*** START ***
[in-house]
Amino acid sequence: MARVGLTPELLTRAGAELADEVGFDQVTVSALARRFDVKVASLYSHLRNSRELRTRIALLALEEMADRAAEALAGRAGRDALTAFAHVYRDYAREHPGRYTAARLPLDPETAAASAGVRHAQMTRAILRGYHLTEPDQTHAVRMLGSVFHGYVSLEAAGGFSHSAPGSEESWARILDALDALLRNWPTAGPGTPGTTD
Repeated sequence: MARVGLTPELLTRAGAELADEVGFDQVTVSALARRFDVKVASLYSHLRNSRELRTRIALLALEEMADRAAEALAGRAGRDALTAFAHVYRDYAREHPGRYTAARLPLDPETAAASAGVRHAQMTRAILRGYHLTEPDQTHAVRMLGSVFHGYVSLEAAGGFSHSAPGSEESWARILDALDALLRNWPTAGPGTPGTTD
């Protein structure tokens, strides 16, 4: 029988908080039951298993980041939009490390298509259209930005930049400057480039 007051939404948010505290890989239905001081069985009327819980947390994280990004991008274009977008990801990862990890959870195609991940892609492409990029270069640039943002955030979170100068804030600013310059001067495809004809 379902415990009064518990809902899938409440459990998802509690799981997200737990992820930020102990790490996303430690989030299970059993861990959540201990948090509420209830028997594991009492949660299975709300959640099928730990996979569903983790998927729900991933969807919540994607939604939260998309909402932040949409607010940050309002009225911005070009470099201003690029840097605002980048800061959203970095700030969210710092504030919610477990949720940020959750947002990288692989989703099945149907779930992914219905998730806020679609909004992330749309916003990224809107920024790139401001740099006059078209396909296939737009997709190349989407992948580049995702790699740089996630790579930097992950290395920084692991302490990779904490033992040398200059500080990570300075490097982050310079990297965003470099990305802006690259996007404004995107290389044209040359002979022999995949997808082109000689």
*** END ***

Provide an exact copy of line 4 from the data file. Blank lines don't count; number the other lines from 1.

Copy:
């Protein structure tokens, strides 16, 4: 029988908080039951298993980041939009490390298509259209930005930049400057480039 007051939404948010505290890989239905001081069985009327819980947390994280990004991008274009977008990801990862990890959870195609991940892609492409990029270069640039943002955030979170100068804030600013310059001067495809004809 379902415990009064518990809902899938409440459990998802509690799981997200737990992820930020102990790490996303430690989030299970059993861990959540201990948090509420209830028997594991009492949660299975709300959640099928730990996979569903983790998927729900991933969807919540994607939604939260998309909402932040949409607010940050309002009225911005070009470099201003690029840097605002980048800061959203970095700030969210710092504030919610477990949720940020959750947002990288692989989703099945149907779930992914219905998730806020679609909004992330749309916003990224809107920024790139401001740099006059078209396909296939737009997709190349989407992948580049995702790699740089996630790579930097992950290395920084692991302490990779904490033992040398200059500080990570300075490097982050310079990297965003470099990305802006690259996007404004995107290389044209040359002979022999995949997808082109000689």